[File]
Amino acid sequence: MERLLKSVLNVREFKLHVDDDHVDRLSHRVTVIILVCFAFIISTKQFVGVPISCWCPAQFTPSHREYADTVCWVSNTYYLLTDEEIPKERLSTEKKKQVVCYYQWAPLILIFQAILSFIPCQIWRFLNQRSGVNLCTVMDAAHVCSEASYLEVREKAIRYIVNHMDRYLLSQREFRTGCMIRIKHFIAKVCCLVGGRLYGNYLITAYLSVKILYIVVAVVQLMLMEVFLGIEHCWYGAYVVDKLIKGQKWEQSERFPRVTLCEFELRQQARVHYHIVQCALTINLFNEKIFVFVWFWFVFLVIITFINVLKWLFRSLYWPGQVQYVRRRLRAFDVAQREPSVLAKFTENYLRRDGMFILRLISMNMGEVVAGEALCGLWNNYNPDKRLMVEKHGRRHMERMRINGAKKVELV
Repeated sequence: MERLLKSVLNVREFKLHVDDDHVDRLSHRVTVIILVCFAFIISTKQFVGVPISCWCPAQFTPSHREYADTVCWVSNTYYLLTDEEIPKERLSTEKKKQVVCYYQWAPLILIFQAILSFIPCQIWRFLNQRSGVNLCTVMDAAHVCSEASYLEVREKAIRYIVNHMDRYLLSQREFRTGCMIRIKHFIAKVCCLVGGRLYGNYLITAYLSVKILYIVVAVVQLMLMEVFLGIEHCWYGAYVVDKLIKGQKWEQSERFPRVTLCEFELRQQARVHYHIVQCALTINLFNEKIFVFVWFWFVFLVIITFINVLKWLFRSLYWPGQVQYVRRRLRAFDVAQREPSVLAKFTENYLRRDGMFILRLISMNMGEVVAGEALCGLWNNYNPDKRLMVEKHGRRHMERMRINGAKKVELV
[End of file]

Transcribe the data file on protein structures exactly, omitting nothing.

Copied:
Amino acid sequence: MERLLKSVLNVREFKLHVDDDHVDRLSHRVTVIILVCFAFIISTKQFVGVPISCWCPAQFTPSHREYADTVCWVSNTYYLLTDEEIPKERLSTEKKKQVVCYYQWAPLILIFQAILSFIPCQIWRFLNQRSGVNLCTVMDAAHVCSEASYLEVREKAIRYIVNHMDRYLLSQREFRTGCMIRIKHFIAKVCCLVGGRLYGNYLITAYLSVKILYIVVAVVQLMLMEVFLGIEHCWYGAYVVDKLIKGQKWEQSERFPRVTLCEFELRQQARVHYHIVQCALTINLFNEKIFVFVWFWFVFLVIITFINVLKWLFRSLYWPGQVQYVRRRLRAFDVAQREPSVLAKFTENYLRRDGMFILRLISMNMGEVVAGEALCGLWNNYNPDKRLMVEKHGRRHMERMRINGAKKVELV
Repeated sequence: MERLLKSVLNVREFKLHVDDDHVDRLSHRVTVIILVCFAFIISTKQFVGVPISCWCPAQFTPSHREYADTVCWVSNTYYLLTDEEIPKERLSTEKKKQVVCYYQWAPLILIFQAILSFIPCQIWRFLNQRSGVNLCTVMDAAHVCSEASYLEVREKAIRYIVNHMDRYLLSQREFRTGCMIRIKHFIAKVCCLVGGRLYGNYLITAYLSVKILYIVVAVVQLMLMEVFLGIEHCWYGAYVVDKLIKGQKWEQSERFPRVTLCEFELRQQARVHYHIVQCALTINLFNEKIFVFVWFWFVFLVIITFINVLKWLFRSLYWPGQVQYVRRRLRAFDVAQREPSVLAKFTENYLRRDGMFILRLISMNMGEVVAGEALCGLWNNYNPDKRLMVEKHGRRHMERMRINGAKKVELV